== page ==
- Author: Andrea Peck
- Editor: Noni Todd
By Andrea Peck UCCE Master Gardener
Planting Area: Full Sun, USDA Zones 8-11
Size: up to 20' in height
Bloom Season: Fall
Fruit Season: Fall/Winter
Exposure: Sensitive to frost/freeze.
Pruning Needs: Yearly.
Water Needs: Medium.
The guava tree is a non-assuming plant with thick, silver-green leaves and oblong fruit. Though the guava is not a showy tree, it has an amazingly delicious fruit which is rich in Vitamin C. This tree is sensitive to frost but can grow in more temperate areas of the Central Coast as long as it is located in a protected, sunny spot. Alternatively, the guava can thrive in the right greenhouse environment.
The guava grows best in well-drained soil and once established, can tolerate some drought. It is considered a 'heavy feeder.' The young guava needs ½ pound of fertilizer every other month. Decrease fertilizing to 3-4 times a year as it becomes more mature and increase the amount of fertilizer to 2 pounds. Using a 6-6-6-2 fertilizer, spread it a foot away from the trunk, up to the drip line, and rake it in. A foliar spray of copper and zinc is recommended 3 times a year (skipping winter) for the first two years to promote healthy growth.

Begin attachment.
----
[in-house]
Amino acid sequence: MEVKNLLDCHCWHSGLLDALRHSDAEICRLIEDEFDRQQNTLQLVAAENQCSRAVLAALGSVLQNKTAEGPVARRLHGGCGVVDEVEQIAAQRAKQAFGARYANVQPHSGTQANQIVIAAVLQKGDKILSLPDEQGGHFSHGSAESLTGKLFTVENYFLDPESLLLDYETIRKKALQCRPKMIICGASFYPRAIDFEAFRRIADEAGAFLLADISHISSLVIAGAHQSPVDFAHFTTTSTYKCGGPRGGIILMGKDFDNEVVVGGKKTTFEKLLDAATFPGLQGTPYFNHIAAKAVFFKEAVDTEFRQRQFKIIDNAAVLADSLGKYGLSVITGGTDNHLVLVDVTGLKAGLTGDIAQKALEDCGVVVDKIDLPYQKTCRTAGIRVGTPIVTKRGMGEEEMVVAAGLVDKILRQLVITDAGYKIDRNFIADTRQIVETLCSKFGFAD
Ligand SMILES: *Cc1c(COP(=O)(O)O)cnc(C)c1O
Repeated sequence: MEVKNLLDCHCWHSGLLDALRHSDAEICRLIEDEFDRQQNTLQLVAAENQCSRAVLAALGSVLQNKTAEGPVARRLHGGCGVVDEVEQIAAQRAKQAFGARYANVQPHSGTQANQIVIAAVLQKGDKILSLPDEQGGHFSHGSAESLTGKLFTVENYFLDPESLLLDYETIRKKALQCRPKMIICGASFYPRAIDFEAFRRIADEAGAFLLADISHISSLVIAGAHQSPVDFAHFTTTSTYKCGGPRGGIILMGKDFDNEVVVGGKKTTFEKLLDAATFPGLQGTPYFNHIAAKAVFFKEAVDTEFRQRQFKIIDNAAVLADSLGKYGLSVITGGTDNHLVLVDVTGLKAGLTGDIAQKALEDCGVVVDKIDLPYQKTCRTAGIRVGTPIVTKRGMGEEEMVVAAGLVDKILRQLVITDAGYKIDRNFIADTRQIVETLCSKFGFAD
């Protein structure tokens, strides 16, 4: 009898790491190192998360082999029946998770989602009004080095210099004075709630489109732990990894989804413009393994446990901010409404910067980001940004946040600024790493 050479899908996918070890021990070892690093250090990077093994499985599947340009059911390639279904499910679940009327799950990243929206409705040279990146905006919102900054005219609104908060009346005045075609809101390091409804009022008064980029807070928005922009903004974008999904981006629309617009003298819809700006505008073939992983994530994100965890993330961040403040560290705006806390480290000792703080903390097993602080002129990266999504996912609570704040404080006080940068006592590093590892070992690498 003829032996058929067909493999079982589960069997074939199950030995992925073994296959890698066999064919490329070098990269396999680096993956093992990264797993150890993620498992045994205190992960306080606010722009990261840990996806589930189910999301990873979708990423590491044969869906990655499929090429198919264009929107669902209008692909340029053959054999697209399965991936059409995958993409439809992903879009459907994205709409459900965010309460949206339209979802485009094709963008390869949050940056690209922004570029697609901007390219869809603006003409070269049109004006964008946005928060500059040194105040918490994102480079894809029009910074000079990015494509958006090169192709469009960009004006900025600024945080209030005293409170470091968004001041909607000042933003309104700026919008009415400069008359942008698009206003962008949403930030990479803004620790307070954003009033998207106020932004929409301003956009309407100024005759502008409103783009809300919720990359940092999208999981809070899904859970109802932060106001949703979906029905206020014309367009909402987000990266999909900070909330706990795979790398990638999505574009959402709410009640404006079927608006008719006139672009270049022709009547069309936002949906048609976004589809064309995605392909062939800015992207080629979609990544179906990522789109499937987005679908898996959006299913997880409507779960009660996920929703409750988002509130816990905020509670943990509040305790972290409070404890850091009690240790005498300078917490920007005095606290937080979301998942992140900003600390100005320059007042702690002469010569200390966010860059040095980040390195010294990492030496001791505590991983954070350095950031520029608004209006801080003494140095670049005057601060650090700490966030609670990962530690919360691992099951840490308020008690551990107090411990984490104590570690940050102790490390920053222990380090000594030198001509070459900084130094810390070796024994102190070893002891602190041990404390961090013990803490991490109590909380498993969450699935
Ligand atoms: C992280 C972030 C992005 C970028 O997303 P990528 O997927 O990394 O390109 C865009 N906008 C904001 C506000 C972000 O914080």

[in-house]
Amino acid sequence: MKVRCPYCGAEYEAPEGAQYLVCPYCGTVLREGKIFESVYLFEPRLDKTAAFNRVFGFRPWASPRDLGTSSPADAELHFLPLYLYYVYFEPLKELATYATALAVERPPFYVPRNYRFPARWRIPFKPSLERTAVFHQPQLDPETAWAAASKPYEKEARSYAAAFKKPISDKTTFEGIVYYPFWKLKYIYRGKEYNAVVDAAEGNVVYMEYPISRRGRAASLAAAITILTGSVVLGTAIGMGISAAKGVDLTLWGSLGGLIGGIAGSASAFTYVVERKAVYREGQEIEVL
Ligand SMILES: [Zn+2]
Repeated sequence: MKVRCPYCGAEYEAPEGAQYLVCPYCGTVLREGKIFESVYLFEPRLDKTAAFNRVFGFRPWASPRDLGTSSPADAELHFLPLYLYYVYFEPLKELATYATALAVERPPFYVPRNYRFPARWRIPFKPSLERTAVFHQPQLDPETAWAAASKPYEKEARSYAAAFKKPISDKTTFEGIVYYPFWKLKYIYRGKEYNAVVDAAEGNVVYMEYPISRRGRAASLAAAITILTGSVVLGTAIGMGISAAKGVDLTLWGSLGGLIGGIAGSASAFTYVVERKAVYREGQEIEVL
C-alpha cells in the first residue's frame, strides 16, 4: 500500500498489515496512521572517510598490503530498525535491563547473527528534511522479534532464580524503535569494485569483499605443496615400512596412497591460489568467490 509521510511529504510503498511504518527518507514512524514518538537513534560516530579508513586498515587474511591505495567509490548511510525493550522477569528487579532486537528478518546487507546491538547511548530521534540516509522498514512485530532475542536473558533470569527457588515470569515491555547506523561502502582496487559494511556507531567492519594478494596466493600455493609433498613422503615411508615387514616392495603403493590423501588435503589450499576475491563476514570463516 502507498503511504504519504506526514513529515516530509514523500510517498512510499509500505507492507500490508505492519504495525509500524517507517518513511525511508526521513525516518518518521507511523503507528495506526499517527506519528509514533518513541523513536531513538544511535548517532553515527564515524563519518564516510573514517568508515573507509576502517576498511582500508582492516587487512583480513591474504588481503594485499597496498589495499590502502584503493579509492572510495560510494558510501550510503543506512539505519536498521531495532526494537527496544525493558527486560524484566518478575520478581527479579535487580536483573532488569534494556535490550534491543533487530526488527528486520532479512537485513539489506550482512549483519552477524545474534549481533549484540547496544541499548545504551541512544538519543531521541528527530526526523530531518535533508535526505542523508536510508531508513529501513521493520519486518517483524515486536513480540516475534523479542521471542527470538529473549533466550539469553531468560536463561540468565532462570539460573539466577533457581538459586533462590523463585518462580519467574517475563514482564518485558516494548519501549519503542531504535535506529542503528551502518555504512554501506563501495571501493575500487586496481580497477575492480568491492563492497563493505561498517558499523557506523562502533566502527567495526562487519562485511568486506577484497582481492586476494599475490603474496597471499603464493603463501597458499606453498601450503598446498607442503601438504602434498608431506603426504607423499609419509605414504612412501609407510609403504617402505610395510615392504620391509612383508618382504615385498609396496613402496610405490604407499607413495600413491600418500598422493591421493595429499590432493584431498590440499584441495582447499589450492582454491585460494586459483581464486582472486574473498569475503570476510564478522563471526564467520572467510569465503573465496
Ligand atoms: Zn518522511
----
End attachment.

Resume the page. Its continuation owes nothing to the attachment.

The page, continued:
Prune your guava tree each year in late winter or early spring. The guava fruits on new growth. A yearly pruning will promote growth and increase fruiting. During the first year, trim the tree to establish a shape, leaving one trunk and three or four lateral branches for a classic 'tree' shape. You can also leave it to grow in bush form if you like. After the first year, trim excess growth, particularly interior branches that shade out the center of the tree---this will allow sunlight in for greater photosynthesis and promote air circulation.
When winter arrives, the quiet guava will surprise you with the most amazing fruit---you'll have to hunt for it though, this fruit tree expertly hides its treasure in silver-green camouflage.